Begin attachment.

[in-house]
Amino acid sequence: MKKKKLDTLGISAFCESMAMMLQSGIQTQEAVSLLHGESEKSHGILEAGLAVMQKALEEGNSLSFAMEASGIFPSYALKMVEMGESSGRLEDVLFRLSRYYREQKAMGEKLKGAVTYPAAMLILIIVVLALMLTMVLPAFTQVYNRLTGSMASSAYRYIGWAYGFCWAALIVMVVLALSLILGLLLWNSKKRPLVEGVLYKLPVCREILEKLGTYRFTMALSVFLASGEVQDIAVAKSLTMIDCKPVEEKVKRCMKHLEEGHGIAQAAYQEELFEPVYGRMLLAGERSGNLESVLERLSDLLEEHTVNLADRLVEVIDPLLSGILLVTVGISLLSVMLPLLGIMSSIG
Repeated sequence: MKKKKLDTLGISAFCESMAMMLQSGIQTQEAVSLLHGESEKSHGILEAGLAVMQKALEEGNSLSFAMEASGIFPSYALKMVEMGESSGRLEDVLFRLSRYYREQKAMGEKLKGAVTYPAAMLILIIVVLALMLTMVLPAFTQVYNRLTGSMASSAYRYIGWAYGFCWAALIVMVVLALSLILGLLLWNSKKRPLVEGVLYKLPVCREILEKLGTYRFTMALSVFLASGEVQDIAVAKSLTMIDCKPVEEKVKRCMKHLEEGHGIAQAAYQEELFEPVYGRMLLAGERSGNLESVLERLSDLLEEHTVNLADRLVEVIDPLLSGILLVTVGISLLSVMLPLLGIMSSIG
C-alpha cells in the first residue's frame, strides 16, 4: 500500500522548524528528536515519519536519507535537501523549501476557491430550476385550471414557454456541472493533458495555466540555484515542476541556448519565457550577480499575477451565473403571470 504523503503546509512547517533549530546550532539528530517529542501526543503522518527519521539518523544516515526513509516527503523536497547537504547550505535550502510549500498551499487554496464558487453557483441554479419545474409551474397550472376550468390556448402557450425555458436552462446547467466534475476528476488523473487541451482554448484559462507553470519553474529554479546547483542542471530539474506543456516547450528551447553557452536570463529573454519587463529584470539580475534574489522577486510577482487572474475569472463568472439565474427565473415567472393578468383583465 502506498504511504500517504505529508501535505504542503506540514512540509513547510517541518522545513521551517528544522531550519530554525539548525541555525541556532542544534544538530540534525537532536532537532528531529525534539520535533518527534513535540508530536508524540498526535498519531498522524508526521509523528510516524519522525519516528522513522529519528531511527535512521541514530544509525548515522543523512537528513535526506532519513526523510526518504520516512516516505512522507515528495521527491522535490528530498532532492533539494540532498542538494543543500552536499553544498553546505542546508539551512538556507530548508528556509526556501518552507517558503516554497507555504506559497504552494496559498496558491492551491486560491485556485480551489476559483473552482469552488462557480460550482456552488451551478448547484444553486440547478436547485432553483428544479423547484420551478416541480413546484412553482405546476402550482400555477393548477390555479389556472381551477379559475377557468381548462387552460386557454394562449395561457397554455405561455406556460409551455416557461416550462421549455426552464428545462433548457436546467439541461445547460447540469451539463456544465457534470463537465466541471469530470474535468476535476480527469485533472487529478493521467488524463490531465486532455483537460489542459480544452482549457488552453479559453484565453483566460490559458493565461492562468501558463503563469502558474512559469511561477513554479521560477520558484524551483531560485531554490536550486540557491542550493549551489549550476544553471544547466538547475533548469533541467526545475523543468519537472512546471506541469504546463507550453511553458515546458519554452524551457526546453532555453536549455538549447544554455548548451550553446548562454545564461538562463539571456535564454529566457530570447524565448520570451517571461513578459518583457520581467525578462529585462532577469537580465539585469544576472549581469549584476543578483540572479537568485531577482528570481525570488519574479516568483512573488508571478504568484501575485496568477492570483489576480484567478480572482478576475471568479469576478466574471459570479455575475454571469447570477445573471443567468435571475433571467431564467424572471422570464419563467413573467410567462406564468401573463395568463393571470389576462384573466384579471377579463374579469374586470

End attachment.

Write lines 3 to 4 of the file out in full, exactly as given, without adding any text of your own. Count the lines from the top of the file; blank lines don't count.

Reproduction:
Repeated sequence: MKKKKLDTLGISAFCESMAMMLQSGIQTQEAVSLLHGESEKSHGILEAGLAVMQKALEEGNSLSFAMEASGIFPSYALKMVEMGESSGRLEDVLFRLSRYYREQKAMGEKLKGAVTYPAAMLILIIVVLALMLTMVLPAFTQVYNRLTGSMASSAYRYIGWAYGFCWAALIVMVVLALSLILGLLLWNSKKRPLVEGVLYKLPVCREILEKLGTYRFTMALSVFLASGEVQDIAVAKSLTMIDCKPVEEKVKRCMKHLEEGHGIAQAAYQEELFEPVYGRMLLAGERSGNLESVLERLSDLLEEHTVNLADRLVEVIDPLLSGILLVTVGISLLSVMLPLLGIMSSIG
C-alpha cells in the first residue's frame, strides 16, 4: 500500500522548524528528536515519519536519507535537501523549501476557491430550476385550471414557454456541472493533458495555466540555484515542476541556448519565457550577480499575477451565473403571470 504523503503546509512547517533549530546550532539528530517529542501526543503522518527519521539518523544516515526513509516527503523536497547537504547550505535550502510549500498551499487554496464558487453557483441554479419545474409551474397550472376550468390556448402557450425555458436552462446547467466534475476528476488523473487541451482554448484559462507553470519553474529554479546547483542542471530539474506543456516547450528551447553557452536570463529573454519587463529584470539580475534574489522577486510577482487572474475569472463568472439565474427565473415567472393578468383583465 502506498504511504500517504505529508501535505504542503506540514512540509513547510517541518522545513521551517528544522531550519530554525539548525541555525541556532542544534544538530540534525537532536532537532528531529525534539520535533518527534513535540508530536508524540498526535498519531498522524508526521509523528510516524519522525519516528522513522529519528531511527535512521541514530544509525548515522543523512537528513535526506532519513526523510526518504520516512516516505512522507515528495521527491522535490528530498532532492533539494540532498542538494543543500552536499553544498553546505542546508539551512538556507530548508528556509526556501518552507517558503516554497507555504506559497504552494496559498496558491492551491486560491485556485480551489476559483473552482469552488462557480460550482456552488451551478448547484444553486440547478436547485432553483428544479423547484420551478416541480413546484412553482405546476402550482400555477393548477390555479389556472381551477379559475377557468381548462387552460386557454394562449395561457397554455405561455406556460409551455416557461416550462421549455426552464428545462433548457436546467439541461445547460447540469451539463456544465457534470463537465466541471469530470474535468476535476480527469485533472487529478493521467488524463490531465486532455483537460489542459480544452482549457488552453479559453484565453483566460490559458493565461492562468501558463503563469502558474512559469511561477513554479521560477520558484524551483531560485531554490536550486540557491542550493549551489549550476544553471544547466538547475533548469533541467526545475523543468519537472512546471506541469504546463507550453511553458515546458519554452524551457526546453532555453536549455538549447544554455548548451550553446548562454545564461538562463539571456535564454529566457530570447524565448520570451517571461513578459518583457520581467525578462529585462532577469537580465539585469544576472549581469549584476543578483540572479537568485531577482528570481525570488519574479516568483512573488508571478504568484501575485496568477492570483489576480484567478480572482478576475471568479469576478466574471459570479455575475454571469447570477445573471443567468435571475433571467431564467424572471422570464419563467413573467410567462406564468401573463395568463393571470389576462384573466384579471377579463374579469374586470